Syria reactor: ISIS report points to late discovery

ISIS (a nuclear-non proliferation watchdog that has already been much sourced on Ogle Earth) has just released a detailed report on the alleged nuclear reactor site in Syria bombed by Israel in September 2007. If like me you can’t get enough of the way in which civilians have had a front-row seat for seeing the available evidence analysed, then this report is well worth a read.

The report contains an interesting revelation: Unlike previous media reports that the site had been under satellite surveillance since 2001, it now appears that it wasn’t discovered until 2005, and that its purpose was a mystery until 2007, when Israel presented the CIA with evidence we recently saw in the CIA video presentation. Nut graphs:

According to U.S. government experts, U.S. intelligence had determined in 2005 that Syria and North Korea were involved in a project in the province Dayr az Zawr. However, the nature of the cooperation and the location of the site remained unknown. However, suspicions based on earlier obtained information, pointed to some type of nuclear activity taking place in this province.

The 2005 assessment led to an intensified imagery search, which resulted in the discovery of a large unidentified building near the town of Al Kibar. According to a U.S. government expert, it was “odd and in the middle of nowhere,” but analysts could not ascribe the building with a nuclear character, and U.S. intelligence labeled it an “enigma facility.” In the spring of 2007, the building was determined to be the covert nuclear reactor based on photos acquired by U.S. intelligence, reportedly from Israel, that showed the inside and outside of the building. […]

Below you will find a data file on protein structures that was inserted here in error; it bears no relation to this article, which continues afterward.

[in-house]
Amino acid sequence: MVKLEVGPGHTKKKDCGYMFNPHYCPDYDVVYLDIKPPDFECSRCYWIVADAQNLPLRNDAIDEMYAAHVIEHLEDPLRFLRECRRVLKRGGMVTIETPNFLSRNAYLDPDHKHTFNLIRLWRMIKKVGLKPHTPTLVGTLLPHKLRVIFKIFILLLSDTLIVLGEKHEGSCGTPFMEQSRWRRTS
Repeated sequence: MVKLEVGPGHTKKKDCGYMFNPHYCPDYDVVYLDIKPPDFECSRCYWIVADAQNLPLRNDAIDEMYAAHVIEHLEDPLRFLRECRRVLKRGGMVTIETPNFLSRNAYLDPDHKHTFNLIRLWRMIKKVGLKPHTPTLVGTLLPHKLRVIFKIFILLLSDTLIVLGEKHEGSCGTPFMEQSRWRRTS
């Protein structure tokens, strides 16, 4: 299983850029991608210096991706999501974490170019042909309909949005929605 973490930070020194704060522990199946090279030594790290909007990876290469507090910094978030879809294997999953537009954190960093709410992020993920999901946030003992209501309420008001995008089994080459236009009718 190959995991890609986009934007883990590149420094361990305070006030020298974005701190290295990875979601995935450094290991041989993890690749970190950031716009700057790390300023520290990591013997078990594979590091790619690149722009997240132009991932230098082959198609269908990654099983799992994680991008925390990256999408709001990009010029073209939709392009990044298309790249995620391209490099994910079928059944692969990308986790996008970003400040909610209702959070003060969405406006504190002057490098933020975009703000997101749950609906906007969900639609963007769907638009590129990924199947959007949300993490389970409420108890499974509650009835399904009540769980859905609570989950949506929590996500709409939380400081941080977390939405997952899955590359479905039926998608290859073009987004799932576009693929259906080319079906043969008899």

Because of its late detection of the Al Kibar reactor, Israel felt compelled to strike the site militarily.

What’s interesting is that given the late discovery of this building, it would have been entirely possible for a Google Earth user to have found the unusual construction first and annotated it in Google Earth Community, were it not for the fact that Google Earth’s imagery of the region happened to be low resolution until late 2007.